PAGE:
SIU team is looking to create NASA’s next food source while in space
CARBONDALE, Ill. (KFVS) - A research team at Southern Illinois University is looking at new ways to feed astronauts.
It’s a NASA funded project that is aimed at creating nourishing, good tasting food for longer missions.
“Wow, it’s like amazing,” said SIU Microbiology Professor Lahiru Jayakody.
That was his initial reaction when he found out he and his team would be working with NASA.
NASA is funding the university’s “Micro Bites” team.
SIU Micro Bites team is 1 of 18 nationwide programs to work on a machine that would use microbial processes and recycled carbon to provide quality food to astronauts on future missions.
“NASA has the huge challenge to basically reinvent the food production system. They are targeting to have a new food production system that could be used in very challenging environments,” said Jayakody.
However, as you can imagine this process is tough to create.
“You have to use less water, you have produce low waste and less energy so this is a very huge challenge,” said Jayakody.
One of Jayakody’s colleagues enjoys the collaboration.
“And you know you have to admit anything with NASA is kind of cool right? So, it’s just been really exciting to see that team come together to be a part of that and to see the infrastructure and the students and the faculty on campus come together to make that happen,” said McCarroll.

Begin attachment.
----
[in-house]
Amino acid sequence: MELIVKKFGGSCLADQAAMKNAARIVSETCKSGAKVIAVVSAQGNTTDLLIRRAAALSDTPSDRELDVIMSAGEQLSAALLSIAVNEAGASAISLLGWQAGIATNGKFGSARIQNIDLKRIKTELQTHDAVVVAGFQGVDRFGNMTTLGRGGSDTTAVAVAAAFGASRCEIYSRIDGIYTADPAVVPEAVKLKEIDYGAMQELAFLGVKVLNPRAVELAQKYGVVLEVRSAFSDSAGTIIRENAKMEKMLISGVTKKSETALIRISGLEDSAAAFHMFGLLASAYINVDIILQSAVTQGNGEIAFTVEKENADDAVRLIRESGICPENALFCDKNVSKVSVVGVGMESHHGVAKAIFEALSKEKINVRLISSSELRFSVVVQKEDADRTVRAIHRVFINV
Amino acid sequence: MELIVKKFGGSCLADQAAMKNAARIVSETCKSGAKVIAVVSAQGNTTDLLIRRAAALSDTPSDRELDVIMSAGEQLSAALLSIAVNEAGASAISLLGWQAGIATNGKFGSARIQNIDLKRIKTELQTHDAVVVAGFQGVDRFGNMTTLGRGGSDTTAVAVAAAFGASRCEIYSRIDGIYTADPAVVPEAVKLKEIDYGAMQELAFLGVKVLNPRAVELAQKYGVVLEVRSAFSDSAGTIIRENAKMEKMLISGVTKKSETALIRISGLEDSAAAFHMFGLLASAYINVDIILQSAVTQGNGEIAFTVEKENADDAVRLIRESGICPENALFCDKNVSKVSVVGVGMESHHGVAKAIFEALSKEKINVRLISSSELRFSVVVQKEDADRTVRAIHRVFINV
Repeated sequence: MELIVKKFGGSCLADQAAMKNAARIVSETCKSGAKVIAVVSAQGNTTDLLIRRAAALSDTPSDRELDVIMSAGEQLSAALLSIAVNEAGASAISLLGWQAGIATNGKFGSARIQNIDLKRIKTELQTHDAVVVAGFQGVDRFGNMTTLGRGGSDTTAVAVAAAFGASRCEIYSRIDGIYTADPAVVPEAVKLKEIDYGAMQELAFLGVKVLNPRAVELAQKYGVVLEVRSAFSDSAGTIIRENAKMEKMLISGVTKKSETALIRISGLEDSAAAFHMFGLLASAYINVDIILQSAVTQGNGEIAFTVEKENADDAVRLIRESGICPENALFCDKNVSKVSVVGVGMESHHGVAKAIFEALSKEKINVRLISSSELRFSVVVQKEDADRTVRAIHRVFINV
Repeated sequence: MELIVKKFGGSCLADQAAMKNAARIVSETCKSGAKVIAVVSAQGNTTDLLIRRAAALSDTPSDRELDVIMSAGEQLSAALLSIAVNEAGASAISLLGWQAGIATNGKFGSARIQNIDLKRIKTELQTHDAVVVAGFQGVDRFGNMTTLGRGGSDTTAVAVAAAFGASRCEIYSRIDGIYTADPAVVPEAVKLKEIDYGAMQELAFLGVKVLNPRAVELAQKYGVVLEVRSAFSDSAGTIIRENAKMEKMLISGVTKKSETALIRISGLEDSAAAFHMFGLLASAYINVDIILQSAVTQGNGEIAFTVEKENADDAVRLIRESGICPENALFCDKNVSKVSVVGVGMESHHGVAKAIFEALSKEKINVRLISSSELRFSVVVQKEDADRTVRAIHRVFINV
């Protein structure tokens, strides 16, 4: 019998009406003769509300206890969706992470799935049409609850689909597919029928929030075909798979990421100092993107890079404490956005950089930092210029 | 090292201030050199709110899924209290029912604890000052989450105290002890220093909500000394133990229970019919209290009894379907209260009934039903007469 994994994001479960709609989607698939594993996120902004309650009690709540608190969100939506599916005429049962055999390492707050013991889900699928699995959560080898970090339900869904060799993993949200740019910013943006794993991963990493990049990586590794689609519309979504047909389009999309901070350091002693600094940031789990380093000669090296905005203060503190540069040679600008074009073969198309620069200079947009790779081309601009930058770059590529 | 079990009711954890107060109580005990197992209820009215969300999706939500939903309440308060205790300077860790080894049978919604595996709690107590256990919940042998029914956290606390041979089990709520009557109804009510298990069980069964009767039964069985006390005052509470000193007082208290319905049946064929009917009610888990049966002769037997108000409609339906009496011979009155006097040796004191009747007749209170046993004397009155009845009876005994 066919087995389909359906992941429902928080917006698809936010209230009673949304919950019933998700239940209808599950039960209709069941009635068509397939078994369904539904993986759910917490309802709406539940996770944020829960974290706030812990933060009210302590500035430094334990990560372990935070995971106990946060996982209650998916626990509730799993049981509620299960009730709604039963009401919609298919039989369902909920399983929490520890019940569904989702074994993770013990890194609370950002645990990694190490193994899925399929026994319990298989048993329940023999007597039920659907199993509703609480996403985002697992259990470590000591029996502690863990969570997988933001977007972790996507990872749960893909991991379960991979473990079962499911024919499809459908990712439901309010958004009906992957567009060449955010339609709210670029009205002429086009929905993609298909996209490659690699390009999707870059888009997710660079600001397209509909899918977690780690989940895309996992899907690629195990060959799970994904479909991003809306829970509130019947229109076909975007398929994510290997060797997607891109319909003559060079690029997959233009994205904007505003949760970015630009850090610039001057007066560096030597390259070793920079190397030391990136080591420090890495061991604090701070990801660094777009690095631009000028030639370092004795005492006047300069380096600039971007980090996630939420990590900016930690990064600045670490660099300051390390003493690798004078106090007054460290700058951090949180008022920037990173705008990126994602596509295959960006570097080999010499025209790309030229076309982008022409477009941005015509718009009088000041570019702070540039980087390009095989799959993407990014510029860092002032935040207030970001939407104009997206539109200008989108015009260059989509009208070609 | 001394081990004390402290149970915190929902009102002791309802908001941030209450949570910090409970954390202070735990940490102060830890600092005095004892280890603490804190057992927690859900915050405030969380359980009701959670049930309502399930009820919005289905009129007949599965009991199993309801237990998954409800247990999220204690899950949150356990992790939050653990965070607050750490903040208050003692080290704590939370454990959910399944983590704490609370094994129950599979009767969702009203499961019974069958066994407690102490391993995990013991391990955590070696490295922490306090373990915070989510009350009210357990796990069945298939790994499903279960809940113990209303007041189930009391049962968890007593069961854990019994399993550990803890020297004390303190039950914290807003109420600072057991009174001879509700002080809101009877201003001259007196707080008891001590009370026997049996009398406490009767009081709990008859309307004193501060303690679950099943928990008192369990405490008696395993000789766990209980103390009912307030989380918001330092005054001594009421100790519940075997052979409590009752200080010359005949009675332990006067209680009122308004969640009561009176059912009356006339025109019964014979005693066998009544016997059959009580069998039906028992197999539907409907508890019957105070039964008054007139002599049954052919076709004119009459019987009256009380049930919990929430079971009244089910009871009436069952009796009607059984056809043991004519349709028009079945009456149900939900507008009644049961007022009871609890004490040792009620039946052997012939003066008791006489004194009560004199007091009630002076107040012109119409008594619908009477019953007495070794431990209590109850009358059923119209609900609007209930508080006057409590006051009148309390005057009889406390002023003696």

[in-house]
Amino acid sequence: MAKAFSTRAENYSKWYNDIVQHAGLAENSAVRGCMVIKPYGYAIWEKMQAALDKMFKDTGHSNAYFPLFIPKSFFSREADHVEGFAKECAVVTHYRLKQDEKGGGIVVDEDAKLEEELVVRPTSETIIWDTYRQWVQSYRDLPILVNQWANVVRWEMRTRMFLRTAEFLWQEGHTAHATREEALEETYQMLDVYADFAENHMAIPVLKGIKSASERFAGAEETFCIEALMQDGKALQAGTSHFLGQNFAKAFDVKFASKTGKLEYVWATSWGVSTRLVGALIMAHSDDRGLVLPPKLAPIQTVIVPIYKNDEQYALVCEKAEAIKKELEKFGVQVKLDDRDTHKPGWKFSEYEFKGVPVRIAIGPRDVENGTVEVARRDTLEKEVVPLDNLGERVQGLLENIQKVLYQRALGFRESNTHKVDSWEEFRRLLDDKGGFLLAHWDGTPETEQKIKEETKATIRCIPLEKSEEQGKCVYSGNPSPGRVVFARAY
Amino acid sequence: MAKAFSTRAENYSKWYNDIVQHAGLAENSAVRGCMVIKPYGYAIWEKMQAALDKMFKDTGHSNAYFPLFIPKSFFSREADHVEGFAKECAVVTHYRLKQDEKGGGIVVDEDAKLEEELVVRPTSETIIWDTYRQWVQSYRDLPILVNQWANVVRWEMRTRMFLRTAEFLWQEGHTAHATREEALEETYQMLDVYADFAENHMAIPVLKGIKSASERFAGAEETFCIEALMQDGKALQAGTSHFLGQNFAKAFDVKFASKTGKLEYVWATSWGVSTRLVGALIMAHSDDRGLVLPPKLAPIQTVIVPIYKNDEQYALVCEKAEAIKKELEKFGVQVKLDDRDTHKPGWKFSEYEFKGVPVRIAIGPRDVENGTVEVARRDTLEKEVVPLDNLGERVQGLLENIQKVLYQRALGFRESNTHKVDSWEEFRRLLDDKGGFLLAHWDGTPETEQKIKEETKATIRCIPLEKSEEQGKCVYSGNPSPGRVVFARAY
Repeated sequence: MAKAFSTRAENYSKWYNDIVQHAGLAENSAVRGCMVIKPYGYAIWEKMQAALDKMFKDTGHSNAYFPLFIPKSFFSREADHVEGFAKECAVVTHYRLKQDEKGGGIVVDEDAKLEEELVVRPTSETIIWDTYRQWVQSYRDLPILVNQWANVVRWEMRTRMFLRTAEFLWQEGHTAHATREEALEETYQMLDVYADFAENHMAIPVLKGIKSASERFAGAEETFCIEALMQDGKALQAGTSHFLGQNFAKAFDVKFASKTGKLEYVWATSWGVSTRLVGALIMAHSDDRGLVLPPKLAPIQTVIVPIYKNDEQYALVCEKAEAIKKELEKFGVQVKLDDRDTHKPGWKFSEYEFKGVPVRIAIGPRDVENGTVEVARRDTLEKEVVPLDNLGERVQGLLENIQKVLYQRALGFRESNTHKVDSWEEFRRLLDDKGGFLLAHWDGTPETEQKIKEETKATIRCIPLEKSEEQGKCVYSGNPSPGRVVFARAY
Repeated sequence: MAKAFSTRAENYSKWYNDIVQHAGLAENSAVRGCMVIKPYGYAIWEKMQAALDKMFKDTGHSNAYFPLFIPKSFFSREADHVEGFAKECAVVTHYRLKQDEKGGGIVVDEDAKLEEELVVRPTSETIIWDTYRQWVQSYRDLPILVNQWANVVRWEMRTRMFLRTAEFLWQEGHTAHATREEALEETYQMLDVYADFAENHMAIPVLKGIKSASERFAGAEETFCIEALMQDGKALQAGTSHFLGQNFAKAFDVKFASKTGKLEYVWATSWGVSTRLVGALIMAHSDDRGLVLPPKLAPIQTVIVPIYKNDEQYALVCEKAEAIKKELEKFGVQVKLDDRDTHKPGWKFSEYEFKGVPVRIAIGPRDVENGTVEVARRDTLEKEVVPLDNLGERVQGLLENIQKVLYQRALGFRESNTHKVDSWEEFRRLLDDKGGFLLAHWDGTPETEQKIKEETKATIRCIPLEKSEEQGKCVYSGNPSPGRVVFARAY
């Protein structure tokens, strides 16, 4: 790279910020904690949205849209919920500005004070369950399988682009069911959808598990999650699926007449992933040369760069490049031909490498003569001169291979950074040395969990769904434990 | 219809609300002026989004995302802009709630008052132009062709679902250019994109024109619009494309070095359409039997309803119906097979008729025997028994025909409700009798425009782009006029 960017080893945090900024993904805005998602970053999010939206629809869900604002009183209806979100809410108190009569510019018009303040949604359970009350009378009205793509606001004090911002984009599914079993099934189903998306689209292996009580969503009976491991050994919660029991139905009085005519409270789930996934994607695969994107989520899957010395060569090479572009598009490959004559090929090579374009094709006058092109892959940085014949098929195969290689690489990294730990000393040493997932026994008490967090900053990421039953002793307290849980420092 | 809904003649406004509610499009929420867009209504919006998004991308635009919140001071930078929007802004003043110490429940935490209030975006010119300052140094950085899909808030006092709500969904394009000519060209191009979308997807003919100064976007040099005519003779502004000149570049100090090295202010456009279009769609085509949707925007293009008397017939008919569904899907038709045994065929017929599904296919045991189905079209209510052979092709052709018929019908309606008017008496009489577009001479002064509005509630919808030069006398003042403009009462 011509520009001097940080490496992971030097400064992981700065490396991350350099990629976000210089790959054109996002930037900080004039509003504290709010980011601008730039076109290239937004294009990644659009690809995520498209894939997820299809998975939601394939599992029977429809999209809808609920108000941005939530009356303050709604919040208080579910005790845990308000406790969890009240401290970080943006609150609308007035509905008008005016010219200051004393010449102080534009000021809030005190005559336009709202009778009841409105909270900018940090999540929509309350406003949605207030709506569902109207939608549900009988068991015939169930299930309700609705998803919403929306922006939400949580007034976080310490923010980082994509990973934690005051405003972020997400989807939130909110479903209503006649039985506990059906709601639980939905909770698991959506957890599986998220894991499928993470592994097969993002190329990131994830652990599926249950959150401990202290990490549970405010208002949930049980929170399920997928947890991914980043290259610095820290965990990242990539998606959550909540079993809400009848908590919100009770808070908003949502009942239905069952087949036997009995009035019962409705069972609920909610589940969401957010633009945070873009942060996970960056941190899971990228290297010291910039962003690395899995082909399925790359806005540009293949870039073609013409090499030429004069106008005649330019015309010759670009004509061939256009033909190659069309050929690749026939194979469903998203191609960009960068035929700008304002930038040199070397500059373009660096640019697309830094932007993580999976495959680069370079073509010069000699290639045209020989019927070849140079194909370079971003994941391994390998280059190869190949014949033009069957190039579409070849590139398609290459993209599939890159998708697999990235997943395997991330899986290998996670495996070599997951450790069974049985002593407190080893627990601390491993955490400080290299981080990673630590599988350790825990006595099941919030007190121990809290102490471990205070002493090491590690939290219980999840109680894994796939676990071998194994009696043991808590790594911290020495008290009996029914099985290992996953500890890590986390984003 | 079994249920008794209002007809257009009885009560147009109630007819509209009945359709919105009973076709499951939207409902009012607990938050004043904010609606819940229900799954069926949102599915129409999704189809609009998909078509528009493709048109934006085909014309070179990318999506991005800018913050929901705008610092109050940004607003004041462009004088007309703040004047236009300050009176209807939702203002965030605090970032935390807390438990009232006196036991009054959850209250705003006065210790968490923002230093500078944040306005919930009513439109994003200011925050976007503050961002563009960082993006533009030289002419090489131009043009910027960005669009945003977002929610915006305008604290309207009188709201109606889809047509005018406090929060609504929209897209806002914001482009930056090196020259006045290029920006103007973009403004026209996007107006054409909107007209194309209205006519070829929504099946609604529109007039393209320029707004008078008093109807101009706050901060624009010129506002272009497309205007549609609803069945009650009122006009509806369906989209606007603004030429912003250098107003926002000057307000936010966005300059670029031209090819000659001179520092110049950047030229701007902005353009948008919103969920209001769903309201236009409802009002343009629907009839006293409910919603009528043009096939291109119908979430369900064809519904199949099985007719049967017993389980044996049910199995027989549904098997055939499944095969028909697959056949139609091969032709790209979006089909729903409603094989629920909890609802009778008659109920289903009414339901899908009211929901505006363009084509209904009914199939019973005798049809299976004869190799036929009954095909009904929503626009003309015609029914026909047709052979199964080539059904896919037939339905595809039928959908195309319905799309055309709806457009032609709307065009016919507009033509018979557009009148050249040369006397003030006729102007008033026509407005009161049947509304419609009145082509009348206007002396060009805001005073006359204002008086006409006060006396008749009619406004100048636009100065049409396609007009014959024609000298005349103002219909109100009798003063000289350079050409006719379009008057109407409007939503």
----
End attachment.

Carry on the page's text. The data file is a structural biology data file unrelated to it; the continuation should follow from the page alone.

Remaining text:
The study is in the early stages, so right now they are brainstorming ideas.
“At this stage we’re looking at kind of like a protein bar type thing as a first stab just to make sure the process works. But I like to think about more exciting things so there’s a lot of you look at Beyond meat and Impossible burger and a lot of things that are made out of plan protein,” said McCarroll.
Jayakody shared an example of how they are trying to make the food tasty for those in space.
“For example, they are trying to send the astronaut to Mars. It’s going to be a 3-year long process so they have to survive. So, they are trying to think how they can get food to astronaut which nourished, tasty, flavorful and looks good,” said Jayakody.
The Universities Fermentation Science lab building will play a major role in this process.
“The building has fermentation’s science; we also have the bio launch facility, which has a biotech core facility that Dr. Jayakody is leading to put that together. And then also the core analytical facility. So, in this building we’ll have all the infrastructure not only to do the bio engineering, the production but also the tasting, the testing and then final flavor analysis of the products,” said McCarroll.
Currently. the team is in phase 1, but they will receive $25,000 to pursue its phase two design for NASA’s Deep Space Food Challenge.
The Micro Bites team hopes to have things up and running soon.
“We are planning to have this system together and running in what you call a kitchen level and we going to do that probably next summer,” said Jayakody.
This out of the world research could also help people on Earth.
“This challenge is not only to produce food for astronauts, we trying to produce food, extreme environment in planet. Think about the places you cannot grow you know certain places we cannot grow the product, right?” said Jayakody.
This process is not just going to happen overnight. This project will be worked on for the next 3 to 4 years.
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